It seems counter-intuitive, but it’s possible to be too educated, too credentialed, and too experienced to get hired. (You can also, it turns out, be too good looking to get the job.) When employers feel that you are overqualified for a position that you really want, all of the assets that you’ve built up in your career can work against you.
We’ve written before about how you can still get hired for a job when you are underqualified. This time we’re tackling the opposite problem. Here is why employers can be reluctant to hire overqualified candidates and how you can overcome this and still land the job.
Why employers reject overqualified candidates
You might be too expensive. Employers might be inclined to skip over resumes of candidates with too many credentials because they assume you won’t want to work for the amount of money that the job pays. So why waste time?
You would be a flight risk. Employers can be reluctant to hire overqualified candidates, because they fear you may just be trying to land an interim job until something better comes along. It can be a huge waste of time and money for companies to hire people who only stay on the job for a short period of time.
You may be hard to manage. If you have held a series of upper-management positions or are a credentialed leader in your field, employers might fear that you wouldn’t take direction from your supervisor in a more junior position.
You could be competition for your boss’ own job. Hiring managers might worry about bringing on a candidate who is more qualified than they themselves are – and who could potentially outshine them on the job. They want to hire someone who can make their team successful and make them look good as a manager, but not someone who could challenge their authority and put their own position at risk.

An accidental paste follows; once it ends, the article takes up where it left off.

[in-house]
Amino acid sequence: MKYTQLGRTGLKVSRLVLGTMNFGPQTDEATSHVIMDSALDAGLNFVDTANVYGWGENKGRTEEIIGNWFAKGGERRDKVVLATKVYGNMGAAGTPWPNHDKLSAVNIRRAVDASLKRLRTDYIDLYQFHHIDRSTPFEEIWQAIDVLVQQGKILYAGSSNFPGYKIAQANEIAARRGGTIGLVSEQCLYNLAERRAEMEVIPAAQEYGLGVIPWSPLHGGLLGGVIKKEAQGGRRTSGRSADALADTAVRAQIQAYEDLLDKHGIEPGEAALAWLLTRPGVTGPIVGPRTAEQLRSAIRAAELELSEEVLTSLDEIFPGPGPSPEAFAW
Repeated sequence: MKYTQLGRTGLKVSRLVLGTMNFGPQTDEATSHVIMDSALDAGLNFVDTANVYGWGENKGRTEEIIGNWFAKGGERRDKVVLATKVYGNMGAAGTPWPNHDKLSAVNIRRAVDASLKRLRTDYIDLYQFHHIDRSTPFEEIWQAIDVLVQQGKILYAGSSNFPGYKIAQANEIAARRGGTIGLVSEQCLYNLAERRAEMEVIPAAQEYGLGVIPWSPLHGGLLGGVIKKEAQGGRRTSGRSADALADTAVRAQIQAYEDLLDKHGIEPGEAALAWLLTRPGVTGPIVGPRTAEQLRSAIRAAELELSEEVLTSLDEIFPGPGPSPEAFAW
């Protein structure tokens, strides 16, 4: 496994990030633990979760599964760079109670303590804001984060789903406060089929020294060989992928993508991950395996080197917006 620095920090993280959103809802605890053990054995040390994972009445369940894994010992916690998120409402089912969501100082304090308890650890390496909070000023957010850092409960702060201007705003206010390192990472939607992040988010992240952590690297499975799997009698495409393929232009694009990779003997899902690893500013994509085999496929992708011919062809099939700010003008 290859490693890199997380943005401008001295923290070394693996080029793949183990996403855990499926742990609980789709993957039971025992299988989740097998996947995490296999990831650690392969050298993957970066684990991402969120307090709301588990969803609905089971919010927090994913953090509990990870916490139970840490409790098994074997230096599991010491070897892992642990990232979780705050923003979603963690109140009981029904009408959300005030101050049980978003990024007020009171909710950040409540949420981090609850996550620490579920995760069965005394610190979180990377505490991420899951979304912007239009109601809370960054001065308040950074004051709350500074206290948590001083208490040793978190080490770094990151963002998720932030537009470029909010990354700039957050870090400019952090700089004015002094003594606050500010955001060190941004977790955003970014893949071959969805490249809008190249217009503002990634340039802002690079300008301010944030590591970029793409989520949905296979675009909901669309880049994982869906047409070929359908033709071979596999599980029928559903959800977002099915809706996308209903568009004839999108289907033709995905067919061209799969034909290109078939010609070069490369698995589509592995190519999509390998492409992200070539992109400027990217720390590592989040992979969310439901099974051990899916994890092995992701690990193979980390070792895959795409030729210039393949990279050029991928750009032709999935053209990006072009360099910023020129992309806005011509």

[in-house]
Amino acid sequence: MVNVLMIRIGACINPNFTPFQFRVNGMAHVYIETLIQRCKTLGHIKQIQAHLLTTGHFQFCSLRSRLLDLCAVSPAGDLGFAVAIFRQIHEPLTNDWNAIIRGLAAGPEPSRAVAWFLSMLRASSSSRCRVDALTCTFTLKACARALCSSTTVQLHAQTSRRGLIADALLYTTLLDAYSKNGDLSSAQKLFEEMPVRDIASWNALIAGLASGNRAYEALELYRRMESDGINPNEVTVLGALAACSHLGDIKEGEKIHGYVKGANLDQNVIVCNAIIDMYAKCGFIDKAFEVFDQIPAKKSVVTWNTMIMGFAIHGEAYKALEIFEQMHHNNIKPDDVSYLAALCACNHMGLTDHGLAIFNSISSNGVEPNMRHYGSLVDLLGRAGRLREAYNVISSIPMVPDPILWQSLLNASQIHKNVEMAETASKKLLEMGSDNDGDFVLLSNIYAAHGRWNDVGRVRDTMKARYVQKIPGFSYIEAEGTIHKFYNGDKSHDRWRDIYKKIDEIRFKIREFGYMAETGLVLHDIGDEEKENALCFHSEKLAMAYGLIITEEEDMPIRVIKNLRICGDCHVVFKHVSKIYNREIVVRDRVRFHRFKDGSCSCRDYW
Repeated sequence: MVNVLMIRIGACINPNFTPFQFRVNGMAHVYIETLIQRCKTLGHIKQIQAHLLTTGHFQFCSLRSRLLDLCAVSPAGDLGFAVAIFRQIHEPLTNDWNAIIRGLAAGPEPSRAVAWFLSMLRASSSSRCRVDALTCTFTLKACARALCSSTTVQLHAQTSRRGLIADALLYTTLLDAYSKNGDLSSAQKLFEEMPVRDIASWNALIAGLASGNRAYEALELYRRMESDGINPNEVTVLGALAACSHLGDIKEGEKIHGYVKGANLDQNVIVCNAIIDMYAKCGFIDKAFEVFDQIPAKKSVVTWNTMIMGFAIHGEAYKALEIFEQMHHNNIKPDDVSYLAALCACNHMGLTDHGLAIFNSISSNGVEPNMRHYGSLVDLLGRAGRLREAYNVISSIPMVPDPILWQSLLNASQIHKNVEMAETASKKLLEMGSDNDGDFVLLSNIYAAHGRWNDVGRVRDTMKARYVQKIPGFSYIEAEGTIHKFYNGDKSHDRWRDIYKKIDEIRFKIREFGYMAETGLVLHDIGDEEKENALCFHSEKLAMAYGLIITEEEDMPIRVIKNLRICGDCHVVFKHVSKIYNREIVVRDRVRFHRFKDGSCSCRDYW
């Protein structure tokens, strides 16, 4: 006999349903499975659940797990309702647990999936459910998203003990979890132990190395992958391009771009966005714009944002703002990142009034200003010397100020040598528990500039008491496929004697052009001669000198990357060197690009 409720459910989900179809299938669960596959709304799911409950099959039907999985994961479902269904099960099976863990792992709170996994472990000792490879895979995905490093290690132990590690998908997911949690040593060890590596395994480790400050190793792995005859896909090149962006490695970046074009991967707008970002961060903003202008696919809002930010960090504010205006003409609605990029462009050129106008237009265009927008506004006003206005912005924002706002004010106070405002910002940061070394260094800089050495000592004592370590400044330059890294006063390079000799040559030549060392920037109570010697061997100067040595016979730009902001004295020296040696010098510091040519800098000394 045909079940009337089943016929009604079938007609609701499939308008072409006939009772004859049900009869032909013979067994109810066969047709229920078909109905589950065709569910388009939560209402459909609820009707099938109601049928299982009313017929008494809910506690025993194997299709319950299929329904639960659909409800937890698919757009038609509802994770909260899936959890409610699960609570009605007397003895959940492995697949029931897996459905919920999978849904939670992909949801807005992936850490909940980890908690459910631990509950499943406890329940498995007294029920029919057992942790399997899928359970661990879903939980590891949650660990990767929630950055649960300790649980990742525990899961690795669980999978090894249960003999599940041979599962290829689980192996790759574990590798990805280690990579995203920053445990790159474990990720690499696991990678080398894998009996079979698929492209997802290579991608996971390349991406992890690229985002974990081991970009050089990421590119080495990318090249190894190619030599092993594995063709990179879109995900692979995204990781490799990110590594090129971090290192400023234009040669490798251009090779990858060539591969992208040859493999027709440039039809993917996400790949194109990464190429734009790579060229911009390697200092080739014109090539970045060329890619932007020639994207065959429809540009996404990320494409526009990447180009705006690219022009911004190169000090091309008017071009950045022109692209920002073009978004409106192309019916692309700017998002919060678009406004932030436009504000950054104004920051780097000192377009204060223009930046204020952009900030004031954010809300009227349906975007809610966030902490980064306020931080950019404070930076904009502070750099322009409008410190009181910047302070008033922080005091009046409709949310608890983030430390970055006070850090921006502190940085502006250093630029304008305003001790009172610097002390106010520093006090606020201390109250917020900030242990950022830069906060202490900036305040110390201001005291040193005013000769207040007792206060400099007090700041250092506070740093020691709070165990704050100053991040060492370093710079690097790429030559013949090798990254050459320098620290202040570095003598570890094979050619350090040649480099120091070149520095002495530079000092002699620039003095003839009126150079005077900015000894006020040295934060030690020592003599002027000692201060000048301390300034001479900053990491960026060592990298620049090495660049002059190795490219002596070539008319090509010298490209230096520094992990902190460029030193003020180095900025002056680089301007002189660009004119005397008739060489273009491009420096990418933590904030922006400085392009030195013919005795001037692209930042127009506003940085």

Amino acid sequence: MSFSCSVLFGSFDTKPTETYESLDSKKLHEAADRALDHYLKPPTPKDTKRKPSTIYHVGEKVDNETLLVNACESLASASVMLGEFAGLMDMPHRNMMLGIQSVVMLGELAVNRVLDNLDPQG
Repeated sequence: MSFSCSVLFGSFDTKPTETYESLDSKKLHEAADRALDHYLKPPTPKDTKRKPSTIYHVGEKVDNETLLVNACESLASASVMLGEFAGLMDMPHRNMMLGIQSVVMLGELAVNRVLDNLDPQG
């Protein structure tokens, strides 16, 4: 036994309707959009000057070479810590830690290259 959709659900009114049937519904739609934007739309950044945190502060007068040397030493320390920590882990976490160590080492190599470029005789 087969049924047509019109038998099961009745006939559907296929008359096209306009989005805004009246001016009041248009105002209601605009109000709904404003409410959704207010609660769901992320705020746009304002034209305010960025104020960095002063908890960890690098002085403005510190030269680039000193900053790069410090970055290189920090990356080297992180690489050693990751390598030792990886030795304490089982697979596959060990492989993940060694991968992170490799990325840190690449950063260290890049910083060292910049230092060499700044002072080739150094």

How to overcome these objections and still get hired
Write a resume / application specific to the job
Your resume is a marketing document designed to sell your candidacy for a specific position to a potential employer – it is not a permanent record of everything you have studied, worked, and accomplished in your career. So, don’t start your resume by listing your five Master’s Degrees and all of your top accomplishments. (See: Why you should list fewer skills in your resume.)
When you want to land a job for which you appear to be overqualified, focus on those credentials and achievements that can be of the most benefit to that role. Pick the ones that will matter most to the employer for the job you are targeting.
If you have all of the qualifications and much more for a job, then you should be able to be great at it. Write the resume that demonstrates that for employers.
Focus on the employer’s problem
Show how your work experience and credentials – that might not be traditionally what is required for the job – could allow you to be particularly successful at it. How could you make it more efficient, less expensive, more successful? Think about the specific challenges of the role, and show how your advanced credentials can help solve them.
Don’t act like you’re overqualified
Employers don’t want to hire someone who seems to think that they are too good for the job. This can be something they are sensitive to and on the lookout for with candidates who appear to be overqualified.
Treat the hiring process with the full respect it deserves. Dress up for the interview, prepare to talk about your work history in ways that are relevant to the employer, and demonstrate your enthusiasm for the opportunity. You aren’t slumming, or killing time until a better job comes along, you are genuinely passionate about joining the company.
If the job pays noticeably less than your recent work history, but you want it anyway, explain this. While it is generally not advised to bring up salary in the job interview, in this case it can help. Defuse the salary problem with something like, “I understand the pay range for roles such as this, and I’m happy to work within that. I am very excited to contribute to this team…”
Explain why you want the job
Explain why you really want to be hired for the job. Are you passionate about joining that company? Do you love the brand? Is it a new sector that you want to transition into? Is it the lifestyle: work/life balance, commute, social interactions, etc.? Whatever it is that draws you to the role can be a selling point for your candidacy.
Why do your wants and needs matter to the employer? Because hiring managers don’t want to hire, onboard, and train someone for a position that they won’t be happy in, and are likely leave after a short time. That situation costs time and resources and leaves them right back where they started.
On the other hand, if employers are convinced that you are enthusiastic for the job and can be great at it, you’re happy to work for the pay, and that the position suits your goals and plans for the future, then your advanced qualifications can become assets rather than liabilities.